Bhujapidasana yoga pose is taught in this lesson.  Bhuja in Sanskrit means arm, more precisely shoulder. While pida is a word for pressure, this pose shows that the upper body is putting pressure on the shoulder area.

A Deeper Insight

Bhujapidasana belongs to the category of so-called lower balances or balances on the hands. In addition to being a balancing pose, Bhujapidasana is also a strengthening pose. If the exerciser does not have developed upper musculature, he will hardly be able to stay longer in this pose. In addition to a developed sense of balance and the necessary strength in the hands, it is necessary for the practitioner to have his whole body open to a good extent. First of all, the hips themselves.

Today, this pose is most often practiced in Ashtanga yoga, the creator of which is Pattabhi Jois. In addition to Ashtanga yoga, the most common application of this position is in Iyengar yoga, whose founder was B. K. S. Iyengar. Both of them took this pose from their teacher Krishnamacharya, who described this pose in detail in his book Yoga Makaranda, published back in 1935.

The application of this pose in Vinyasa yoga should certainly not be overlooked, especially since Vinyasa itself is very similar to Ashtanga yoga. It is safe to say that these two systems represent the face and the reverse of the same coin.

Ashtanga is characterized by its rigidity when it comes to the sequence of poses found in each of the six series. On the other hand, the Vinyasa system is characterized by the creativity of the teacher-instructor himself, which is manifested during the creation of the lesson itself. In the Ashtanga system, the poses are done in a specific order. In the Vinyasa system, there is no set order for the poses.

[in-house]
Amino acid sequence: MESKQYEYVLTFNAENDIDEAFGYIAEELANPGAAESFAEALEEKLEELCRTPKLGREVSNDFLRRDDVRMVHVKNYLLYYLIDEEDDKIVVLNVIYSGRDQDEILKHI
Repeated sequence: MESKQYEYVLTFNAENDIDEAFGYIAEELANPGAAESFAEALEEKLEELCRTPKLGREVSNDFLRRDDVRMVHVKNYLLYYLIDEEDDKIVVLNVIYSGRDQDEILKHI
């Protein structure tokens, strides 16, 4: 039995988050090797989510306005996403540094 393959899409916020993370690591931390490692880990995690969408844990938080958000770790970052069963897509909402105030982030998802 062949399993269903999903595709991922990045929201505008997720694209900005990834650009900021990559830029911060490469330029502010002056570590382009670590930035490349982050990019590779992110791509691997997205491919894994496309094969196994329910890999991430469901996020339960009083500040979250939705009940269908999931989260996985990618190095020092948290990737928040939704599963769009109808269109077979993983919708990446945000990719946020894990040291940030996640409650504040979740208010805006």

Of course, both systems fall into the category of dynamic, fluid yoga systems. These are systems where strength and endurance come to the fore. But the exerciser’s flexibility has a huge effect on whether or not a certain sequence will be done in its entirety.

Variations and Practice

For example, in the Ashtanga system, this pose is entered from the downward-facing dog pose. This transition implies the existence of a perfect sense of balance but also endurance and strength. The entry itself implies that it is achieved by a light jump from a downward-facing dog. The full pose implies that the chin is lowered very slowly onto the yoga mat. For easier support, one of the variations can be to lower the top of the head on the yoga mat.

Flexibility is key for this position. If you can’t get into this pose from a squat, then you definitely have a flexibility problem. In that case, it would be preferable to work on squats only, nothing more than that.

Therefore, the easiest way to enter this pose is from a squat. In this pose, the hips are raised. First, you can lift your left heel slightly and drop the sole of your left foot in front of your left shoulder. Do the same movement for the right leg. After this step, intertwine your toes, thus locking yourself into a pose. The toes are pointed to the side. The entire core is active while performing this pose, the thighs pressing into the upper arms. As far as the upper part of the body is concerned, the chest is open to the front, the shoulders are active all the time, the hips are lifted, and the back is also, at the same time, very slightly bent in the lower part, all in order to maintain balance.